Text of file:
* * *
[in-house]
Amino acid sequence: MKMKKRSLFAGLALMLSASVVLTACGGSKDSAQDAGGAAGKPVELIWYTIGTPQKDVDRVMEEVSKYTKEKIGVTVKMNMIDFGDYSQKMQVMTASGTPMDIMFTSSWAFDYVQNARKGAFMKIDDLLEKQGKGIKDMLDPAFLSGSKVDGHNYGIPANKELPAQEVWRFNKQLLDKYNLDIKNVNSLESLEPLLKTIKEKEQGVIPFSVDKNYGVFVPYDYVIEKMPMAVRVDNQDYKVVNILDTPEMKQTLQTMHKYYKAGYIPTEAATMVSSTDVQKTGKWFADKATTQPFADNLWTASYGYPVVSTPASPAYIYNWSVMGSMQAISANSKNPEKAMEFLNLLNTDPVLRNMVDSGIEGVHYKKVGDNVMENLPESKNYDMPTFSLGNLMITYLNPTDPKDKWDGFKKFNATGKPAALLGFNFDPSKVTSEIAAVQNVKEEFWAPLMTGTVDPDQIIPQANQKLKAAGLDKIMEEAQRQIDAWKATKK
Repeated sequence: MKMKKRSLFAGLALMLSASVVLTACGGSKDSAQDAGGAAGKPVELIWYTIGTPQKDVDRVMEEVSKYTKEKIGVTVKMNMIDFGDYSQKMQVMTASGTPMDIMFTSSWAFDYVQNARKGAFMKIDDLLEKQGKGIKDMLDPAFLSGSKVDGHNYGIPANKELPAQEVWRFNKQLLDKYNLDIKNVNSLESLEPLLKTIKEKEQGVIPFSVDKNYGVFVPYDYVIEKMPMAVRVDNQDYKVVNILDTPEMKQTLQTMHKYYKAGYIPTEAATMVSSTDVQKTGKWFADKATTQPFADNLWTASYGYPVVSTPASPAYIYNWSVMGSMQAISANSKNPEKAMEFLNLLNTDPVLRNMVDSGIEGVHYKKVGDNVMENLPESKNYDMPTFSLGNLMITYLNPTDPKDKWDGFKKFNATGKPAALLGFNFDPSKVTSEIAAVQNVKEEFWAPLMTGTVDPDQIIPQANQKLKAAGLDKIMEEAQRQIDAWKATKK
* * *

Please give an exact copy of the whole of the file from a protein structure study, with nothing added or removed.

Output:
[in-house]
Amino acid sequence: MKMKKRSLFAGLALMLSASVVLTACGGSKDSAQDAGGAAGKPVELIWYTIGTPQKDVDRVMEEVSKYTKEKIGVTVKMNMIDFGDYSQKMQVMTASGTPMDIMFTSSWAFDYVQNARKGAFMKIDDLLEKQGKGIKDMLDPAFLSGSKVDGHNYGIPANKELPAQEVWRFNKQLLDKYNLDIKNVNSLESLEPLLKTIKEKEQGVIPFSVDKNYGVFVPYDYVIEKMPMAVRVDNQDYKVVNILDTPEMKQTLQTMHKYYKAGYIPTEAATMVSSTDVQKTGKWFADKATTQPFADNLWTASYGYPVVSTPASPAYIYNWSVMGSMQAISANSKNPEKAMEFLNLLNTDPVLRNMVDSGIEGVHYKKVGDNVMENLPESKNYDMPTFSLGNLMITYLNPTDPKDKWDGFKKFNATGKPAALLGFNFDPSKVTSEIAAVQNVKEEFWAPLMTGTVDPDQIIPQANQKLKAAGLDKIMEEAQRQIDAWKATKK
Repeated sequence: MKMKKRSLFAGLALMLSASVVLTACGGSKDSAQDAGGAAGKPVELIWYTIGTPQKDVDRVMEEVSKYTKEKIGVTVKMNMIDFGDYSQKMQVMTASGTPMDIMFTSSWAFDYVQNARKGAFMKIDDLLEKQGKGIKDMLDPAFLSGSKVDGHNYGIPANKELPAQEVWRFNKQLLDKYNLDIKNVNSLESLEPLLKTIKEKEQGVIPFSVDKNYGVFVPYDYVIEKMPMAVRVDNQDYKVVNILDTPEMKQTLQTMHKYYKAGYIPTEAATMVSSTDVQKTGKWFADKATTQPFADNLWTASYGYPVVSTPASPAYIYNWSVMGSMQAISANSKNPEKAMEFLNLLNTDPVLRNMVDSGIEGVHYKKVGDNVMENLPESKNYDMPTFSLGNLMITYLNPTDPKDKWDGFKKFNATGKPAALLGFNFDPSKVTSEIAAVQNVKEEFWAPLMTGTVDPDQIIPQANQKLKAAGLDKIMEEAQRQIDAWKATKK